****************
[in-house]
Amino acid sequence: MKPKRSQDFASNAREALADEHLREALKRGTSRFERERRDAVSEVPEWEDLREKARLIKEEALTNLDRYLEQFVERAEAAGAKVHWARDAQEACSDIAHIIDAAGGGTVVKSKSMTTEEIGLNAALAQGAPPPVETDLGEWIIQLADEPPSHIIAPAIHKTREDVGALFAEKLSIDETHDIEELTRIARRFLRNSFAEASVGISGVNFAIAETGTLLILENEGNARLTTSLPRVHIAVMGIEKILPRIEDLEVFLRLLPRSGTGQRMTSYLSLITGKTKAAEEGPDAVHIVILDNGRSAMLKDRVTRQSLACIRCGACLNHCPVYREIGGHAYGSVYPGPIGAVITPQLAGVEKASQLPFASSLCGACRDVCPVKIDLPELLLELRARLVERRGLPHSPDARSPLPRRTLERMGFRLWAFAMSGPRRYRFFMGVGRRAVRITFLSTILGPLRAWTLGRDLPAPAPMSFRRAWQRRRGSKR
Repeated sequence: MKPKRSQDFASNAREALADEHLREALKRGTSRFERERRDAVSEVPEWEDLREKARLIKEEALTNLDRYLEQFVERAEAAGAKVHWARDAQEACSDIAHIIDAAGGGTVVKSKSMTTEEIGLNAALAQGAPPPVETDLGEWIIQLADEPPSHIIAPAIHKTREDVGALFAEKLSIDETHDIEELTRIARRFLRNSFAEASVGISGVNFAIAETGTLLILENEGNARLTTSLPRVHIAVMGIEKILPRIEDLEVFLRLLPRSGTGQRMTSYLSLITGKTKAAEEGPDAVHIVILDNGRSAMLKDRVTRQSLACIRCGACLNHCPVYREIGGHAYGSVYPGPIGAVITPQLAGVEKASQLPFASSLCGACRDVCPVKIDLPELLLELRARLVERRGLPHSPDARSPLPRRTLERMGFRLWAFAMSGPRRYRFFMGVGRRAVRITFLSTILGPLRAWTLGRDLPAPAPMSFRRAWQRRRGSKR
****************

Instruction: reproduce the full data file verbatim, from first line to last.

[in-house]
Amino acid sequence: MKPKRSQDFASNAREALADEHLREALKRGTSRFERERRDAVSEVPEWEDLREKARLIKEEALTNLDRYLEQFVERAEAAGAKVHWARDAQEACSDIAHIIDAAGGGTVVKSKSMTTEEIGLNAALAQGAPPPVETDLGEWIIQLADEPPSHIIAPAIHKTREDVGALFAEKLSIDETHDIEELTRIARRFLRNSFAEASVGISGVNFAIAETGTLLILENEGNARLTTSLPRVHIAVMGIEKILPRIEDLEVFLRLLPRSGTGQRMTSYLSLITGKTKAAEEGPDAVHIVILDNGRSAMLKDRVTRQSLACIRCGACLNHCPVYREIGGHAYGSVYPGPIGAVITPQLAGVEKASQLPFASSLCGACRDVCPVKIDLPELLLELRARLVERRGLPHSPDARSPLPRRTLERMGFRLWAFAMSGPRRYRFFMGVGRRAVRITFLSTILGPLRAWTLGRDLPAPAPMSFRRAWQRRRGSKR
Repeated sequence: MKPKRSQDFASNAREALADEHLREALKRGTSRFERERRDAVSEVPEWEDLREKARLIKEEALTNLDRYLEQFVERAEAAGAKVHWARDAQEACSDIAHIIDAAGGGTVVKSKSMTTEEIGLNAALAQGAPPPVETDLGEWIIQLADEPPSHIIAPAIHKTREDVGALFAEKLSIDETHDIEELTRIARRFLRNSFAEASVGISGVNFAIAETGTLLILENEGNARLTTSLPRVHIAVMGIEKILPRIEDLEVFLRLLPRSGTGQRMTSYLSLITGKTKAAEEGPDAVHIVILDNGRSAMLKDRVTRQSLACIRCGACLNHCPVYREIGGHAYGSVYPGPIGAVITPQLAGVEKASQLPFASSLCGACRDVCPVKIDLPELLLELRARLVERRGLPHSPDARSPLPRRTLERMGFRLWAFAMSGPRRYRFFMGVGRRAVRITFLSTILGPLRAWTLGRDLPAPAPMSFRRAWQRRRGSKR